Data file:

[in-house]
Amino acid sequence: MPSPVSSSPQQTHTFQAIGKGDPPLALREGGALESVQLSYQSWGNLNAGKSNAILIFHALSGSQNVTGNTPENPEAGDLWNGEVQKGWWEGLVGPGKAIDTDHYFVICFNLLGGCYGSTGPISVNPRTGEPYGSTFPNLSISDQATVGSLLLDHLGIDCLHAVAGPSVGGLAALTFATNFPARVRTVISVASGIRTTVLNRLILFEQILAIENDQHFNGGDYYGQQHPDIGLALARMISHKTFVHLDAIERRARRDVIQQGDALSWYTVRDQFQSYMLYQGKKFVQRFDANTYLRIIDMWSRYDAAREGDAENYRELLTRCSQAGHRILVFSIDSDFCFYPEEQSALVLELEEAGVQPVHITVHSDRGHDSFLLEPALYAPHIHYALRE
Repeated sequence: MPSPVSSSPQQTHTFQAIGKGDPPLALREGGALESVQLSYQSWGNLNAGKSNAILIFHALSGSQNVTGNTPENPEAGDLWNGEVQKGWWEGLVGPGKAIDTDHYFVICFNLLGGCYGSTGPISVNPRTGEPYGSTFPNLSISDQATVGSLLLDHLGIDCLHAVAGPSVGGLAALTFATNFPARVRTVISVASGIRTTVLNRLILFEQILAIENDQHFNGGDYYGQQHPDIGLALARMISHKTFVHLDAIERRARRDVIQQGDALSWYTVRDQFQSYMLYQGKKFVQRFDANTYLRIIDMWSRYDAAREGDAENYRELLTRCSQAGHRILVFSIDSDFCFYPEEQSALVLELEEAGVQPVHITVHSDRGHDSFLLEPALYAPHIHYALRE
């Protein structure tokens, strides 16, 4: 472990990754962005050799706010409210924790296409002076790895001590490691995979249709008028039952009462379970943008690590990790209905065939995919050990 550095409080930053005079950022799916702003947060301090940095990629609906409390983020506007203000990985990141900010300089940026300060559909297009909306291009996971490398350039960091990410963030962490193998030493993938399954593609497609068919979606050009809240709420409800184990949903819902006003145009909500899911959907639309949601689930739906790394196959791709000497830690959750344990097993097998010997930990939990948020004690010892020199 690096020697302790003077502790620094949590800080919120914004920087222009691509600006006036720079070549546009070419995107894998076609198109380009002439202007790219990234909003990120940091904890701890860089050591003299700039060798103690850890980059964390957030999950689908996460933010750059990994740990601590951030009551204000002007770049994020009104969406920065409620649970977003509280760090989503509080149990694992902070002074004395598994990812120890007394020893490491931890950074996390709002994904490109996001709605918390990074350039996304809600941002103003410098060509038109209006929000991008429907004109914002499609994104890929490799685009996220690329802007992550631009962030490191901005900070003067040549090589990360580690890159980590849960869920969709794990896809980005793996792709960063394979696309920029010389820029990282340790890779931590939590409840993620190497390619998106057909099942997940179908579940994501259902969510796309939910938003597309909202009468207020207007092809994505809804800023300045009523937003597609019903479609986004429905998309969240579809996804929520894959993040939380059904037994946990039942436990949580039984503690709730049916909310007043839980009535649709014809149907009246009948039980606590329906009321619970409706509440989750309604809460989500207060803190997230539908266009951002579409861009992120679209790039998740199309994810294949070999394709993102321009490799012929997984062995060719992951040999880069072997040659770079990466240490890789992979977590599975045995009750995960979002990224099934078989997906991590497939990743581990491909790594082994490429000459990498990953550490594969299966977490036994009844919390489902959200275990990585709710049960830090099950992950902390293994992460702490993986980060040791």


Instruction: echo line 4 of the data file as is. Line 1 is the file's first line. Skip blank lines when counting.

């Protein structure tokens, strides 16, 4: 472990990754962005050799706010409210924790296409002076790895001590490691995979249709008028039952009462379970943008690590990790209905065939995919050990 550095409080930053005079950022799916702003947060301090940095990629609906409390983020506007203000990985990141900010300089940026300060559909297009909306291009996971490398350039960091990410963030962490193998030493993938399954593609497609068919979606050009809240709420409800184990949903819902006003145009909500899911959907639309949601689930739906790394196959791709000497830690959750344990097993097998010997930990939990948020004690010892020199 690096020697302790003077502790620094949590800080919120914004920087222009691509600006006036720079070549546009070419995107894998076609198109380009002439202007790219990234909003990120940091904890701890860089050591003299700039060798103690850890980059964390957030999950689908996460933010750059990994740990601590951030009551204000002007770049994020009104969406920065409620649970977003509280760090989503509080149990694992902070002074004395598994990812120890007394020893490491931890950074996390709002994904490109996001709605918390990074350039996304809600941002103003410098060509038109209006929000991008429907004109914002499609994104890929490799685009996220690329802007992550631009962030490191901005900070003067040549090589990360580690890159980590849960869920969709794990896809980005793996792709960063394979696309920029010389820029990282340790890779931590939590409840993620190497390619998106057909099942997940179908579940994501259902969510796309939910938003597309909202009468207020207007092809994505809804800023300045009523937003597609019903479609986004429905998309969240579809996804929520894959993040939380059904037994946990039942436990949580039984503690709730049916909310007043839980009535649709014809149907009246009948039980606590329906009321619970409706509440989750309604809460989500207060803190997230539908266009951002579409861009992120679209790039998740199309994810294949070999394709993102321009490799012929997984062995060719992951040999880069072997040659770079990466240490890789992979977590599975045995009750995960979002990224099934078989997906991590497939990743581990491909790594082994490429000459990498990953550490594969299966977490036994009844919390489902959200275990990585709710049960830090099950992950902390293994992460702490993986980060040791």